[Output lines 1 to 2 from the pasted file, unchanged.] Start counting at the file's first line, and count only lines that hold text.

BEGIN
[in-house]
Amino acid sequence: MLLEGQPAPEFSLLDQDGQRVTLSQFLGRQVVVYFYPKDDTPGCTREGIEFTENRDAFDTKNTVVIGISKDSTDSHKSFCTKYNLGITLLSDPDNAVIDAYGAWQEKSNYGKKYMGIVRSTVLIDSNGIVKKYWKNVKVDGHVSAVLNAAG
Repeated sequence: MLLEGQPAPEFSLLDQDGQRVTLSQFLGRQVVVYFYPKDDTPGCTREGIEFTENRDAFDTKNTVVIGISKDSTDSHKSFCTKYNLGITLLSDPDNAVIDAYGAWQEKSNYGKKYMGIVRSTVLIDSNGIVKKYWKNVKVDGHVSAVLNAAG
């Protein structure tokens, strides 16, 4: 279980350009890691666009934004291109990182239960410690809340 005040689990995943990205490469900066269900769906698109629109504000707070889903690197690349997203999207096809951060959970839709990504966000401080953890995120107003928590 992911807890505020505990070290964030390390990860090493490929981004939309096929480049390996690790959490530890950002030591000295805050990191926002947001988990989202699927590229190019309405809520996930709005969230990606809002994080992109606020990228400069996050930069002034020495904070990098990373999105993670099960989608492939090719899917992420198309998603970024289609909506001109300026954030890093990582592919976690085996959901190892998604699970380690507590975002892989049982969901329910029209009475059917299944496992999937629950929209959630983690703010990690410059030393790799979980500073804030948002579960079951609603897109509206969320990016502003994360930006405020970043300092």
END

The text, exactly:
[in-house]
Amino acid sequence: MLLEGQPAPEFSLLDQDGQRVTLSQFLGRQVVVYFYPKDDTPGCTREGIEFTENRDAFDTKNTVVIGISKDSTDSHKSFCTKYNLGITLLSDPDNAVIDAYGAWQEKSNYGKKYMGIVRSTVLIDSNGIVKKYWKNVKVDGHVSAVLNAAG